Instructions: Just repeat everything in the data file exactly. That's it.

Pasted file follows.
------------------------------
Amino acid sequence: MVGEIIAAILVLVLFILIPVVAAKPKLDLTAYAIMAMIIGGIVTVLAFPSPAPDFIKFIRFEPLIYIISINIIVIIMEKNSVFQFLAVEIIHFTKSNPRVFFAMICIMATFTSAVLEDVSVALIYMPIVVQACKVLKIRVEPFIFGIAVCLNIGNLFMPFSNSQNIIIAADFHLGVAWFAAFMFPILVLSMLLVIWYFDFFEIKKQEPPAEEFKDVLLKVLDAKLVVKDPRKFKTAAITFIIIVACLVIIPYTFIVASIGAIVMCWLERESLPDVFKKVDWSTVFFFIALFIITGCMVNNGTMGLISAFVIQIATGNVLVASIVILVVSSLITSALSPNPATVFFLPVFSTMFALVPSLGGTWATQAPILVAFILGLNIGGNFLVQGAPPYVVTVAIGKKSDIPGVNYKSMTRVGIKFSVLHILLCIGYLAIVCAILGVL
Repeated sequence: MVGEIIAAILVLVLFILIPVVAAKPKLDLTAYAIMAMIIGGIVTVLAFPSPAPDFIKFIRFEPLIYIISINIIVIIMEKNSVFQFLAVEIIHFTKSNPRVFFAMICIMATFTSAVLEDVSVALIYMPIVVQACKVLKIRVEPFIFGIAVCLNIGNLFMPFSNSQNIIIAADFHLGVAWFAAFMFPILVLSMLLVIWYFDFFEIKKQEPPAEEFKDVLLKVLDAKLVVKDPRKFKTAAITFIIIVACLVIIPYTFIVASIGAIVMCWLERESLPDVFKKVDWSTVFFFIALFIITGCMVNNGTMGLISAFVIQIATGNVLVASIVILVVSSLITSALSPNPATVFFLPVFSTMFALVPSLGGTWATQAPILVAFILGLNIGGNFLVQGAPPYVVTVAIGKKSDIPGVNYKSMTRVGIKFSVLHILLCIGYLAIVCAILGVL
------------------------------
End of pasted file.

Amino acid sequence: MVGEIIAAILVLVLFILIPVVAAKPKLDLTAYAIMAMIIGGIVTVLAFPSPAPDFIKFIRFEPLIYIISINIIVIIMEKNSVFQFLAVEIIHFTKSNPRVFFAMICIMATFTSAVLEDVSVALIYMPIVVQACKVLKIRVEPFIFGIAVCLNIGNLFMPFSNSQNIIIAADFHLGVAWFAAFMFPILVLSMLLVIWYFDFFEIKKQEPPAEEFKDVLLKVLDAKLVVKDPRKFKTAAITFIIIVACLVIIPYTFIVASIGAIVMCWLERESLPDVFKKVDWSTVFFFIALFIITGCMVNNGTMGLISAFVIQIATGNVLVASIVILVVSSLITSALSPNPATVFFLPVFSTMFALVPSLGGTWATQAPILVAFILGLNIGGNFLVQGAPPYVVTVAIGKKSDIPGVNYKSMTRVGIKFSVLHILLCIGYLAIVCAILGVL
Repeated sequence: MVGEIIAAILVLVLFILIPVVAAKPKLDLTAYAIMAMIIGGIVTVLAFPSPAPDFIKFIRFEPLIYIISINIIVIIMEKNSVFQFLAVEIIHFTKSNPRVFFAMICIMATFTSAVLEDVSVALIYMPIVVQACKVLKIRVEPFIFGIAVCLNIGNLFMPFSNSQNIIIAADFHLGVAWFAAFMFPILVLSMLLVIWYFDFFEIKKQEPPAEEFKDVLLKVLDAKLVVKDPRKFKTAAITFIIIVACLVIIPYTFIVASIGAIVMCWLERESLPDVFKKVDWSTVFFFIALFIITGCMVNNGTMGLISAFVIQIATGNVLVASIVILVVSSLITSALSPNPATVFFLPVFSTMFALVPSLGGTWATQAPILVAFILGLNIGGNFLVQGAPPYVVTVAIGKKSDIPGVNYKSMTRVGIKFSVLHILLCIGYLAIVCAILGVL